A map for people on the move


On any journey, it’s important to know where you’re going and how to get there.

It’s also important to know the destination hasn’t changed.

Two of our daughters have been participating in sports where, frankly, I’m just not that familiar with where they play.

My freshman had a softball game scheduled in my hometown, and I genuinely scratched my head trying to figure out where they played their games, as I never attended a softball game as a teen.

It’s been just as baffling for my eighth-grader’s track meets. I’m familiar with where the track is at most places, but sometimes her events, the discus and shot put, aren’t necessarily visible to me.

Technology to the rescue!

We all have Google Maps on our phones, and we’ve given each other permission to see where someone is. While it’s caused some confusion in the past — my one daughter thought I’d lost my job when she saw I was at a wing restaurant for lunch — it’s been helpful for figuring out where people are. I can tell whether someone found a way home or not. I’ve been able to pick up kids from other people’s homes by simply telling my Google Maps to take me to that particular child.

I know some people are worried about the government tracking you with these tools. I don’t worry much about it, since they can track me whether I have Google Maps shared on my phone or not. The convenience for my family outweighs the privacy concern. Big brother may be watching, but so are Mom and Dad, and we all know it.

If anyone’s really interested in where I spend most of my time, the answer is work, home and traveling to and from our children’s events. I’m afraid there’s not a lot of excitement on my comings and goings, thus the government has no real interest in tracking how many times a week I end up in the high school’s parking lot. (Multiple times a day right now.)

With these sporting events, Google Maps has been amazingly accurate and helpful. I get close enough to the place to be able to find someone. I’ve even been able to find my wife at large outdoor shopping malls using this same technology.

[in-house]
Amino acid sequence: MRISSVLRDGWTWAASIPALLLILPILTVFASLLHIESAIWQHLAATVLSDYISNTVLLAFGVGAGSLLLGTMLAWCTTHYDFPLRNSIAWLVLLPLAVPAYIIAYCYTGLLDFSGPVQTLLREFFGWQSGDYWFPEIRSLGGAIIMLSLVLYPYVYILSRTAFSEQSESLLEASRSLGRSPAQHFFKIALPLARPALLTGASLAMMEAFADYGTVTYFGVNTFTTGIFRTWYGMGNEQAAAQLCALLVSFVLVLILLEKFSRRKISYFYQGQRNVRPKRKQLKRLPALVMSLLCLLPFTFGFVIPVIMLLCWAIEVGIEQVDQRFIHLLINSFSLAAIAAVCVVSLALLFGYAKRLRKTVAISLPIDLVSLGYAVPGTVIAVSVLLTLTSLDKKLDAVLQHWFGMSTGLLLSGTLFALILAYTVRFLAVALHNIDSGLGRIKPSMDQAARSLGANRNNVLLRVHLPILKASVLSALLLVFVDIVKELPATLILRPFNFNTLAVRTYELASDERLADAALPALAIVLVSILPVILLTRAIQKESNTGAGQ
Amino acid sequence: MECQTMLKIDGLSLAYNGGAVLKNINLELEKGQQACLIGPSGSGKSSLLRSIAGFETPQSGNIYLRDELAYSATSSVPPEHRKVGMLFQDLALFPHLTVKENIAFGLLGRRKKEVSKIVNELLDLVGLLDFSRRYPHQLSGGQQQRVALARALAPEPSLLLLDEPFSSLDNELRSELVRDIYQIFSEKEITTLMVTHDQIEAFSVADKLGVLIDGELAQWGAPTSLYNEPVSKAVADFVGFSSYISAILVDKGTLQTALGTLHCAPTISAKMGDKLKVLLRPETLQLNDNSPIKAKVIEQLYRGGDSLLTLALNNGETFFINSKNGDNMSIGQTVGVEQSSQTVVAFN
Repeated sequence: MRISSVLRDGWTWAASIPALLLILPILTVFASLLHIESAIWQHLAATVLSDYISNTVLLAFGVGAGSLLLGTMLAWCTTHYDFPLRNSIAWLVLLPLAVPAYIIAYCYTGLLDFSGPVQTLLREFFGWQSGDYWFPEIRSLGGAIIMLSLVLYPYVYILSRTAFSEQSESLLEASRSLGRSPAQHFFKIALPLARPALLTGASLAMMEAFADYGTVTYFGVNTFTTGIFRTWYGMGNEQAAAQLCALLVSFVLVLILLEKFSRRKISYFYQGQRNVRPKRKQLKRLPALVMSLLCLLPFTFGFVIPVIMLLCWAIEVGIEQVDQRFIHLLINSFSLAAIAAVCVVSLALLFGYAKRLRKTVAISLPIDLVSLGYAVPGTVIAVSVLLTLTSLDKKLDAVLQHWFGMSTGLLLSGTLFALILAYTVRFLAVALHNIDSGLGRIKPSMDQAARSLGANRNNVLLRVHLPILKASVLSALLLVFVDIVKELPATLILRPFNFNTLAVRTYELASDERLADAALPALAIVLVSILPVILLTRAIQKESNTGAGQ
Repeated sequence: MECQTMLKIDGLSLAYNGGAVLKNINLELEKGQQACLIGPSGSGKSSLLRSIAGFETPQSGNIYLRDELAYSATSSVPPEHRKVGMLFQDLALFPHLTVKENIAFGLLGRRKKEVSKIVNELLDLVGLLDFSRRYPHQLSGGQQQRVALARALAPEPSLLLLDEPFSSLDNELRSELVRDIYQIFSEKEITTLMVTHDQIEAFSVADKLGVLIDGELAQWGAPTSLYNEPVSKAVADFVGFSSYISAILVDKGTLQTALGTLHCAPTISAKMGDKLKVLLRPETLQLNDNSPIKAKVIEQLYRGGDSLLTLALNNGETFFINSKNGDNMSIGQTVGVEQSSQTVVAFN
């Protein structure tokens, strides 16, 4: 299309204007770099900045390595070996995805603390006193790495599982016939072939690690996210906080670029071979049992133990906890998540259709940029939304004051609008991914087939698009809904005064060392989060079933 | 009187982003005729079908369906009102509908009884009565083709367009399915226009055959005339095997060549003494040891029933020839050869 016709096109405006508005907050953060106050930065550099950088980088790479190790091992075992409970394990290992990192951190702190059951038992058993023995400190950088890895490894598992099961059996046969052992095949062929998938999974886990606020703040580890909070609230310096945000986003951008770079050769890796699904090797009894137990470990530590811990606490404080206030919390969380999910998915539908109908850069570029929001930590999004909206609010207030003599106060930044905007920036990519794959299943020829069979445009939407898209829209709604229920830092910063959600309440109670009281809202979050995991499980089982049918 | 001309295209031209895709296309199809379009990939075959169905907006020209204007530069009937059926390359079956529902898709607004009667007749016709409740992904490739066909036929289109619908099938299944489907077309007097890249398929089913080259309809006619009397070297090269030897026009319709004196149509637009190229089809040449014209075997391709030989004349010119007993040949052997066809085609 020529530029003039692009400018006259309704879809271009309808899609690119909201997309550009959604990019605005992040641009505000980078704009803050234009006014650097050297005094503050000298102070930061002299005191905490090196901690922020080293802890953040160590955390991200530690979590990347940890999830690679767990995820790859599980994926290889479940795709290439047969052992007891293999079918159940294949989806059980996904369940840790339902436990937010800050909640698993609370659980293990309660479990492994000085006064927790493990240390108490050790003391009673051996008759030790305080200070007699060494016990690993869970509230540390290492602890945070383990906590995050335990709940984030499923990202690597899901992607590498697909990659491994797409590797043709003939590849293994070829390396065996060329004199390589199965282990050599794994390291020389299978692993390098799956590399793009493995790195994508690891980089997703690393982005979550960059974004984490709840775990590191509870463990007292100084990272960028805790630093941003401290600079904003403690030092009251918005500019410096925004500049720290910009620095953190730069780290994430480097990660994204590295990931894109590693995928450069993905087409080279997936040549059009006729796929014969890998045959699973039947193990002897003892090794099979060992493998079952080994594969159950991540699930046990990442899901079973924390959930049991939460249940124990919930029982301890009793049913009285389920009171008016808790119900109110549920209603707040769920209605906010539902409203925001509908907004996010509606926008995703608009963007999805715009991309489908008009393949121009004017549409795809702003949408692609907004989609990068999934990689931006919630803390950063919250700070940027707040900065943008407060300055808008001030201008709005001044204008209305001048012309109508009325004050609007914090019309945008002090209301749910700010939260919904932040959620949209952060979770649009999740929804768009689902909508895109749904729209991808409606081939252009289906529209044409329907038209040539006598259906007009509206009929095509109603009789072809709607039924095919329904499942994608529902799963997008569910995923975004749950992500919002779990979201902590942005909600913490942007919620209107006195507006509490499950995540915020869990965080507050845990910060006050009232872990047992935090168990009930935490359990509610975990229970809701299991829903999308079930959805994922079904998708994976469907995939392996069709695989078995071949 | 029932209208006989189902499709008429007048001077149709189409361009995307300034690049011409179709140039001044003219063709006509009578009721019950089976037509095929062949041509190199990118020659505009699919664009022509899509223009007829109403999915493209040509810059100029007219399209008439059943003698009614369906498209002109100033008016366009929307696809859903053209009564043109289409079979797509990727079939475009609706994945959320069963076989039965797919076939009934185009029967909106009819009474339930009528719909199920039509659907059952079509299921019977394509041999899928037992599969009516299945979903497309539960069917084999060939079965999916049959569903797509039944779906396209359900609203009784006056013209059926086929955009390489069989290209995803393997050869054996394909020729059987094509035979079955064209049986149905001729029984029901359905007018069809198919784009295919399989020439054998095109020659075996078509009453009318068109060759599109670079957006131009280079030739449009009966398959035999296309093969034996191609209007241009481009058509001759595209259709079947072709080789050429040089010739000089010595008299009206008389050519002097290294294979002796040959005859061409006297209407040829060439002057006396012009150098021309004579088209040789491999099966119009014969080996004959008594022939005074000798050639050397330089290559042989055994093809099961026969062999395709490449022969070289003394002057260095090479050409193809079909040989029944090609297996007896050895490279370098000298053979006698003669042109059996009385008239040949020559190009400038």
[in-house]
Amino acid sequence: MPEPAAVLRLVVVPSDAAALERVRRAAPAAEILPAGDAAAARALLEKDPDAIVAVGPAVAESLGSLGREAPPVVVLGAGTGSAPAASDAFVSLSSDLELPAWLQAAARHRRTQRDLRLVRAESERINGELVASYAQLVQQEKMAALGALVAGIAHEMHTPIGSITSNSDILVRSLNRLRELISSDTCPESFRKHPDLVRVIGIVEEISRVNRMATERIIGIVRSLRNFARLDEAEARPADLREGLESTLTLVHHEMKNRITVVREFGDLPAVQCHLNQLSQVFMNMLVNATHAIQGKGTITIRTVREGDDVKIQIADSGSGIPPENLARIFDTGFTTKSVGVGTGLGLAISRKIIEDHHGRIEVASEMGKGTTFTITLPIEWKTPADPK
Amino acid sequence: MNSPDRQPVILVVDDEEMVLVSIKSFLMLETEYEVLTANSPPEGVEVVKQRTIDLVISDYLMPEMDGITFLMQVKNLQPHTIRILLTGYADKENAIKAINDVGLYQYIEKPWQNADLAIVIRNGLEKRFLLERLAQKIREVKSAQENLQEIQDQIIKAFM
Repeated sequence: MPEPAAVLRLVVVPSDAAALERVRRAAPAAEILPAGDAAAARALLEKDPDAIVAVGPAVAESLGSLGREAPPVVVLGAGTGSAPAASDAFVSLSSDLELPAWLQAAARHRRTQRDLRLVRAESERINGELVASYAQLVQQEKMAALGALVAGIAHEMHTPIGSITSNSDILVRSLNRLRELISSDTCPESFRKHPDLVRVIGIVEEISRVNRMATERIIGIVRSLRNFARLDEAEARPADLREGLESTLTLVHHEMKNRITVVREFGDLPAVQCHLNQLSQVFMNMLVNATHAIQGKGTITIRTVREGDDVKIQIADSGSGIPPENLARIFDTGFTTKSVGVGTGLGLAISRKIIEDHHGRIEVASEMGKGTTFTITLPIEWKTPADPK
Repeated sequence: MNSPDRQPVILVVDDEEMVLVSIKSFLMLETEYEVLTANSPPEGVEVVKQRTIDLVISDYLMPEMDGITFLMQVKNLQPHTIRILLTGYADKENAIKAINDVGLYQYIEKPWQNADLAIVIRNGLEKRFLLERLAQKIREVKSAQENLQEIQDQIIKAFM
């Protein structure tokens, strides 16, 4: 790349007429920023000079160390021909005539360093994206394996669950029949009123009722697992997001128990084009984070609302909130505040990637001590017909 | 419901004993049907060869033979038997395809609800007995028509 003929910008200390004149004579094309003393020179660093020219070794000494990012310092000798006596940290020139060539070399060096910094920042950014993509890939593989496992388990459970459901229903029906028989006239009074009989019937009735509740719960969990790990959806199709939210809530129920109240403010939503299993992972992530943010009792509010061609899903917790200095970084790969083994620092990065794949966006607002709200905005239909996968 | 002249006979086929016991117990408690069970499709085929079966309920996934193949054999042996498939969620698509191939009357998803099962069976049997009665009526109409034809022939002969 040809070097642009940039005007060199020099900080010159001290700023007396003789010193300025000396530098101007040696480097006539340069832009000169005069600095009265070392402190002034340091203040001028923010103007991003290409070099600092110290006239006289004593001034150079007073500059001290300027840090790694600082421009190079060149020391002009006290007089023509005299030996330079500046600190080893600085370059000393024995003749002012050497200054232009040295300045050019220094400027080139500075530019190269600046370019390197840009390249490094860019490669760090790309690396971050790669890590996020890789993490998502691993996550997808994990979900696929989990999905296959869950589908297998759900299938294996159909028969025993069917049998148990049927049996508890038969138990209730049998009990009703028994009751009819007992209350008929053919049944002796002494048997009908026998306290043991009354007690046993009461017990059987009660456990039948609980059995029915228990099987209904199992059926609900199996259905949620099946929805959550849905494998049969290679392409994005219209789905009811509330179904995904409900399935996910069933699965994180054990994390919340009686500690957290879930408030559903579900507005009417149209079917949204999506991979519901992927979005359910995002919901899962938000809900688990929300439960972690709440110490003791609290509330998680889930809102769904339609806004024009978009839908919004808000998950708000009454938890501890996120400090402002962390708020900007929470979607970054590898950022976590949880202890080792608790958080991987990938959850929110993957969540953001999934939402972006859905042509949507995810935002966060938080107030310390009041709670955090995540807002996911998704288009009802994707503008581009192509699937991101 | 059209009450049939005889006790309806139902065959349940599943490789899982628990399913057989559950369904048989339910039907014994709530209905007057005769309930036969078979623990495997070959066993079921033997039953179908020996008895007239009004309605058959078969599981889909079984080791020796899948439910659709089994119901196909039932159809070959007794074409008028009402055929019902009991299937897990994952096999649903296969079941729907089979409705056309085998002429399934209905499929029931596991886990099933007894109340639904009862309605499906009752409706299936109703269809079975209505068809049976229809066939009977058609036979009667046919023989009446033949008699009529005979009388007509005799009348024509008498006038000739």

We’d become relilant on it by the time Friday afternoon hit, as my wife and I traveled to Celina to watch the freshman’s softball team play. When we first left Lima to go there, it was apparent the bus was still on its way to Mercer County’s county seat, so we just headed in that general direction.

A bit later, as we drove through Auglaize County, my wife looked at my daughter’s location again and saw it was in a park. We plugged the location into our map, and we had our destination in place.

I don’t remember why, exactly, but my wife was back to looking at the map a few minutes later. To her surprise, my daughter was on the move!

Had the bus gone to the wrong park originally? Was my daughter’s phone on a bus that was driving away from her game now? Was our daughter abducted by aliens?

The answer, we eventually learned, was her team had shared a bus with a baseball team. They dropped off the baseball team where it was playing before heading over to the softball diamond. A few minutes later, the bus stopped for good at a different park, and they unloaded to play their game.

Technology is a wonderful tool, but here’s proof it’s only as reliable as the people trying to interpret it.

David Trinko is editor of The Lima News, a division of AIM Media Midwest. Reach him at 567-242-0467, by email at [email protected] or on Twitter @Lima_Trinko.

David Trinko Guest columnist
https://www.timesgazette.com/wp-content/uploads/sites/33/2022/05/web1_Trinko-David-new-mug.jpgDavid Trinko Guest columnist

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